Article I, section 8, clause 17 of the Constitution authorizes Congress to create a seat of government ten miles square and grants exclusive jurisdiction over it. The states of Virginia and Maryland donate the land for a District of Columbia, and construction soon begins on the White House, Capitol, and other federal buildings.
Meeting first in New York City, and then in Philadelphia, officials of the federal government move to the Washington, D.C., in 1800. Congress convenes there in December. When established, the District has a population of only five thousand residents, far fewer than the thirty thousand specified for the size of congressional districts. Many are temporary residents, living in the district only for the few months the Congress is in session and returning to their home states to vote.
After Congress takes up residence in the new capital, it passes the Organic Acts of 1801, taking direct control of the District. Under the law, people living in the District are denied the right to vote in either Maryland or Virginia, the states from which the District has been created.
The original government buildings constructed are all on the Maryland side of the Potomac River. People living in the portion of the District on the other side of the Potomac seek to rejoin Virginia. In 1846, Congress votes to give back to Virginia thirty-two square miles of land that Virginia donated to the government in 1790. Residents of Alexandria and Arlington counties again become Virginia citizens and are entitled to vote in that state.
The District of Columbia receives its first democratically elected government, which consists of a governor, a bicameral legislature with an appointed eleven member upper house, and an elected twenty-two member lower house. District residents also elect a nonvoting delegate to the U.S. House of Representatives after Congress establishes this territorial government.
In response to charges that the District government is corrupt and nearing bankruptcy, Congress creates a commission form of government to run the city. For the next century, three Presidentially appointed commissioners run the district. The position of the nonvoting delegate is abolished.
Congress directs the appointment of a three-member board of elections to oversee the District’s election of local political party officers, party committee members, and delegates to political parties’ national conventions.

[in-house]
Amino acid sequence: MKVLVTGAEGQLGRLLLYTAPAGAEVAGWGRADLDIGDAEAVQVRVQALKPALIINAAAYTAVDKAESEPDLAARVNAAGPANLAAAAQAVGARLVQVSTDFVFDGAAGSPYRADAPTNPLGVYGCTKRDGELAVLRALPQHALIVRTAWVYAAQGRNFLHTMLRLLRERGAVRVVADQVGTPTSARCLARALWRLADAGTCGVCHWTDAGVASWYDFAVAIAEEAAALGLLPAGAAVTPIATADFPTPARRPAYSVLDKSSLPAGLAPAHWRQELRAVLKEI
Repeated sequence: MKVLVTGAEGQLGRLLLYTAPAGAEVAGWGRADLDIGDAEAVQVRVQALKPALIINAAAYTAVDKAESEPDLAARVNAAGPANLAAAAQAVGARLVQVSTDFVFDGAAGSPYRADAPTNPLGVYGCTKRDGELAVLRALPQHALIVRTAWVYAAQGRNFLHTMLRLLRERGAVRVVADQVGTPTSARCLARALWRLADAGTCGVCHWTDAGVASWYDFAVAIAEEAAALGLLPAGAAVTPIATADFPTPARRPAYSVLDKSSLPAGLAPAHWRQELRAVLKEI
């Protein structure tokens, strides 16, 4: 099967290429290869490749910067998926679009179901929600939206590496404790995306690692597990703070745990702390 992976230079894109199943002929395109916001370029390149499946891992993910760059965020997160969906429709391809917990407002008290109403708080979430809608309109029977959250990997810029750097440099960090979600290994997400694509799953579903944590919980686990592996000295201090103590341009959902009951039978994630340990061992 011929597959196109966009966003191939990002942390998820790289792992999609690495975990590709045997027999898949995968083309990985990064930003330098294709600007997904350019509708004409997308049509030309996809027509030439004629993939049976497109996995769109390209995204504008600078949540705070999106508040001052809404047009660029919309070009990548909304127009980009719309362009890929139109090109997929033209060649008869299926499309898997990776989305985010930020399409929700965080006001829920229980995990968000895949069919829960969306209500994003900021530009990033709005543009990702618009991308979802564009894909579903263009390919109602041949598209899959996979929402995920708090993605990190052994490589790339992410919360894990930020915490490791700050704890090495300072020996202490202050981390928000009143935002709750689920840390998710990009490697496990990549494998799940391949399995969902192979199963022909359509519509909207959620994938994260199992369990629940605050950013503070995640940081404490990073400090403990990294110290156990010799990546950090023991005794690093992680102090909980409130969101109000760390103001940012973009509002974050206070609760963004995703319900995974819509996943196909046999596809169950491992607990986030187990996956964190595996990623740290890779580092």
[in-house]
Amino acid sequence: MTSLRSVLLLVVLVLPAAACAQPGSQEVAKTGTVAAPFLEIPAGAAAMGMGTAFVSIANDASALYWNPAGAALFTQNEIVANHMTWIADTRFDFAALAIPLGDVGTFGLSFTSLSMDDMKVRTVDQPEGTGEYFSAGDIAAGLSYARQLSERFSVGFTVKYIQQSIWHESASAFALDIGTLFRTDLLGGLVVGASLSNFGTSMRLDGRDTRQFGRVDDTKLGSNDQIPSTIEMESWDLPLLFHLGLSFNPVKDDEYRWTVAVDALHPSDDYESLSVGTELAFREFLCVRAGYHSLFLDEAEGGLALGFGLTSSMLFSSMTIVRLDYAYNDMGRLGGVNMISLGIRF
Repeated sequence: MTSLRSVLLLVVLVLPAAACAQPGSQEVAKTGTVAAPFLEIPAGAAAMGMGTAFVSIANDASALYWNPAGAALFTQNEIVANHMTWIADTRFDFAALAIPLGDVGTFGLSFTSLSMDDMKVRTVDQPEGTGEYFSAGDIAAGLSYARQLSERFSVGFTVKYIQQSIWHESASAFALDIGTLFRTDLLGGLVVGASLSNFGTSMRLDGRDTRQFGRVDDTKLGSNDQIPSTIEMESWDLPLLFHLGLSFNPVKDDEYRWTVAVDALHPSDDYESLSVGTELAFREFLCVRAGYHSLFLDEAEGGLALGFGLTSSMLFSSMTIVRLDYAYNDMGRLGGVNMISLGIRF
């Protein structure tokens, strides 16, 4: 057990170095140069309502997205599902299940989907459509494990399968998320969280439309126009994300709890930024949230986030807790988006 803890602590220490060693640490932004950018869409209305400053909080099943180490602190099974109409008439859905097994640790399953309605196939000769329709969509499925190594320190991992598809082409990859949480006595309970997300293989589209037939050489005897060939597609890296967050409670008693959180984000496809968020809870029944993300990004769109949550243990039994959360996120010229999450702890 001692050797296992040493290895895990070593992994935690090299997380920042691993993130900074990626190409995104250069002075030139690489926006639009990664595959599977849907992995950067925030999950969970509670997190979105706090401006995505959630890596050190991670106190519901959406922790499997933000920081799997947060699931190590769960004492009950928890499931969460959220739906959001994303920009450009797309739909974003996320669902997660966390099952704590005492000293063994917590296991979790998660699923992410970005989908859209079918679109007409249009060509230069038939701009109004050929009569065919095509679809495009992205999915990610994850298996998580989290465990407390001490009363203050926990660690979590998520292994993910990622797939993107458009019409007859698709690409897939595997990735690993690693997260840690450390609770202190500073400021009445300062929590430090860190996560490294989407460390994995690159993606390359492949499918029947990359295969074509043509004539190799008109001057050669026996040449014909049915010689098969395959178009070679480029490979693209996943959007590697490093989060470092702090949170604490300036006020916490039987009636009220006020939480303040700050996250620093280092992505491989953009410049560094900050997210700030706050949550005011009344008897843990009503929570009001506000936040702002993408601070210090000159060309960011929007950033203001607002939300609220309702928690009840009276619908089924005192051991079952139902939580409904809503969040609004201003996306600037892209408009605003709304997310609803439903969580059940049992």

For the first time, under the new Twenty-third Amendment, residents of the District of Columbia vote in a Presidential election. The District overwhelmingly supports President Lyndon Johnson over his Republican challenger, Arizona senator Barry Goldwater.
In 1967, President Lyndon Johnson appoints Walter Washington to fill the new post of mayor commissioner of the District of Columbia. Washington accepts the post as a first step toward home rule for the District. The following year, rioting and looting erupt in the capital following the assassination of Martin Luther King Jr., making the need for a stable local government all the more urgent.
The U.S. House of Representatives restores the position of nonvoting delegate from the District of Columbia. The Honorable Walter Fauntroy is elected to the position in 1971.
Congress passes the District of Columbia Self-Government Reorganization Act, which provides for an elected mayor and city council for Washington, D.C. Walter E. Washington becomes the city’s first elected mayor under the new system.
Although it receives overwhelming bipartisan support in Congress, a constitutional amendment granting voting rights to residents of the District of Columbia is approved by only sixteen of the thirty-eight states necessary for ratification. After seven years, the amendment expires.